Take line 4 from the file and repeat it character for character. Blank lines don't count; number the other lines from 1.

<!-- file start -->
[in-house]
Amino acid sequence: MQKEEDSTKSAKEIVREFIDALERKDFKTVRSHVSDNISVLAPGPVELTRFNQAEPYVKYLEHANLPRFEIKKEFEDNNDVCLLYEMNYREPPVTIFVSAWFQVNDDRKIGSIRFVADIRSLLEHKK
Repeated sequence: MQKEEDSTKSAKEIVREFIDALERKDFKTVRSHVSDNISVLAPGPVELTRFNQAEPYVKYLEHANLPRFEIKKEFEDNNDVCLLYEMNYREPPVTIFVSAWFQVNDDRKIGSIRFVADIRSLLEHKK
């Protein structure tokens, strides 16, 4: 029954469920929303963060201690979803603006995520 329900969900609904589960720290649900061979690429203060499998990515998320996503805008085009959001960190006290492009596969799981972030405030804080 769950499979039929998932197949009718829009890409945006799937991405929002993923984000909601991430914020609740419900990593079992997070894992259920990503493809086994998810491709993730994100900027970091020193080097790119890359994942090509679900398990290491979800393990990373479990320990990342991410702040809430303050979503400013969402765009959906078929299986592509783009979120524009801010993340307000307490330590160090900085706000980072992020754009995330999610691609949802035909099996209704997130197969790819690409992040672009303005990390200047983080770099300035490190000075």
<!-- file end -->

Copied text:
């Protein structure tokens, strides 16, 4: 029954469920929303963060201690979803603006995520 329900969900609904589960720290649900061979690429203060499998990515998320996503805008085009959001960190006290492009596969799981972030405030804080 769950499979039929998932197949009718829009890409945006799937991405929002993923984000909601991430914020609740419900990593079992997070894992259920990503493809086994998810491709993730994100900027970091020193080097790119890359994942090509679900398990290491979800393990990373479990320990990342991410702040809430303050979503400013969402765009959906078929299986592509783009979120524009801010993340307000307490330590160090900085706000980072992020754009995330999610691609949802035909099996209704997130197969790819690409992040672009303005990390200047983080770099300035490190000075």